‘Adrian Bingham and Martin Conboy combine their customary analytical rigor with an engaging style in order to produce the first wide-ranging study of the contents of mass-circulation newspapers from Northcliffe to Murdoch. Authoritative and accessible, Tabloid Century is an ideal guide for anyone wanting to learn about the history of the twentieth-century popular press.’
— Mark Hampton, Lingnan University, author of Visions of the Press in Britain, 1850-1950 (2004), co-editor of Media History
Popular newspapers played a vital role in shaping British politics, society and culture in the twentieth century. This book provides a concise and accessible historical overview of the rise of the tabloid format and examines how the national press reported the major stories of the period, from World Wars and general elections to sex scandals and celebrity gossip. It considers the appeal and influence of the most successful titles, such as the Daily Mail, the Daily Mirror, the Daily Express and the Sun, and explores the emergence of the key elements of the modern popular newspaper, such as editorial campaigns, women’s pages, advice columns, and pin-ups. Using a wealth of examples from across the century, the authors explain how tabloids provided an important forum for the discussion of social identities such as class, gender, sexuality and ethnicity, and how they scrutinised public figures with increasing intensity. In the wake of recent controversies about tabloid practices, this timely book provides the historical context to enable a proper assessment of how the popular press helped to define twentieth-century Britain.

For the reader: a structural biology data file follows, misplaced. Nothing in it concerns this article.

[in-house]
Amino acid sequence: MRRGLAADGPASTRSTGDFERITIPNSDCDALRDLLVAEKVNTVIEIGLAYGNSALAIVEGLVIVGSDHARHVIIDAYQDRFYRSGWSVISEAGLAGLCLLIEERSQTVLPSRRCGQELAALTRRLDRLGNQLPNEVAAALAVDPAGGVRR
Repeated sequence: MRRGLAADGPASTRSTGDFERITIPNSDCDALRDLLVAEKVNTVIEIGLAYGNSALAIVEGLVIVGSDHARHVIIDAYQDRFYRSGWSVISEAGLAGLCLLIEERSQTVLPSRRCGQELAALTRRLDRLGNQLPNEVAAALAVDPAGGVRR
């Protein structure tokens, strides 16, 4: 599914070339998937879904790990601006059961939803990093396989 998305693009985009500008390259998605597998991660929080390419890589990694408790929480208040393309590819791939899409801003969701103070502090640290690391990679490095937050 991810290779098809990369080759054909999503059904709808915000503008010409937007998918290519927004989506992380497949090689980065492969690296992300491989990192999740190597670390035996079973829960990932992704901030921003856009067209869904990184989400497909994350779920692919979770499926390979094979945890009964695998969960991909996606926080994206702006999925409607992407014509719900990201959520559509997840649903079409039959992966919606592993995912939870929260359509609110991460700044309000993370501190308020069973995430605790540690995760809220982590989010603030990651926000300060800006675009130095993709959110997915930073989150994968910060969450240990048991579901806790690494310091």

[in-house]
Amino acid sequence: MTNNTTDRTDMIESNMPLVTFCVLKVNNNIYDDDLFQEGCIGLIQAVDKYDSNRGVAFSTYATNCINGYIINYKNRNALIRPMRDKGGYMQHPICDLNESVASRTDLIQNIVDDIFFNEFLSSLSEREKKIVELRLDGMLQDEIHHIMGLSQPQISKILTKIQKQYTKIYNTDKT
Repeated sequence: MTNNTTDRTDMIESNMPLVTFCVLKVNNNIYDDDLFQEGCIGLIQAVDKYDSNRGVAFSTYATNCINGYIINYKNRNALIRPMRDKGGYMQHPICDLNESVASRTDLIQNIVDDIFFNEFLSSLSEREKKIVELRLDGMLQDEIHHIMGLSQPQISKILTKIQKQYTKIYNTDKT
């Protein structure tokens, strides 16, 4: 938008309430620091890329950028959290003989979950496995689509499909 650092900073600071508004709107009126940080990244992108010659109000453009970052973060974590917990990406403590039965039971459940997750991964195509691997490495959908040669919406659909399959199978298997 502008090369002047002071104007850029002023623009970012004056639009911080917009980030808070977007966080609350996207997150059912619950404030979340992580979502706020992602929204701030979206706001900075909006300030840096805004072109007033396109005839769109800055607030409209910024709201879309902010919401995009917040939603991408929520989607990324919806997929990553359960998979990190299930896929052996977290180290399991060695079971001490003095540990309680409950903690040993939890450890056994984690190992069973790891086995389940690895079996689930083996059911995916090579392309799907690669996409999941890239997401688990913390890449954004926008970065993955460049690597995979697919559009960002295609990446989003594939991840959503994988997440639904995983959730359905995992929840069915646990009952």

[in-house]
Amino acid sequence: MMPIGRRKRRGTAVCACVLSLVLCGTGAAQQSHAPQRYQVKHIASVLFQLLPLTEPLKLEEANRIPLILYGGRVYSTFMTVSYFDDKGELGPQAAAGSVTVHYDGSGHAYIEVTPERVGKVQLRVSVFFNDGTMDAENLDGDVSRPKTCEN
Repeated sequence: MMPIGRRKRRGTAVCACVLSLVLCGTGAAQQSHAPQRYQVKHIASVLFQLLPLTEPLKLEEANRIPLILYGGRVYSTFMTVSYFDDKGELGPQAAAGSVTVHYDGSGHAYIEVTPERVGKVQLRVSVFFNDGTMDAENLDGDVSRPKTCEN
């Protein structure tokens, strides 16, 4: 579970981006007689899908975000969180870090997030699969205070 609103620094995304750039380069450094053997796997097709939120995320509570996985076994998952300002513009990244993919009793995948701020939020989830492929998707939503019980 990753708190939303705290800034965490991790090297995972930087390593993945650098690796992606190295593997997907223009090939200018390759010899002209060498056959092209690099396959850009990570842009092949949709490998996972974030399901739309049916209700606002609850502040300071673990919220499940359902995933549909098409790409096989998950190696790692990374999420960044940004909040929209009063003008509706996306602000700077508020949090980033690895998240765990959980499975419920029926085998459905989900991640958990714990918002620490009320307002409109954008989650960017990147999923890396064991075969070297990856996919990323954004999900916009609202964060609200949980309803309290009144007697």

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Adrian Bingham is Reader in Modern History at the University of Sheffield. He studied for his D.Phil at the University of Oxford, and held a British Academy Postdoctoral Fellowship at the Institute of Historical Research in London, before moving to the Department of History at Sheffield in 2006.
Martin Conboy is Professor of Journalism History at the University of Sheffield. He studied for his PhD at the Institute of Education, University of London. He lectured in the Institute for English and American Studies at the University of Potsdam, Germany for five years before moving back to Britain to develop critical linguistic and historical approaches to journalism studies. He joined the Department of Journalism Studies at Sheffield in 2005.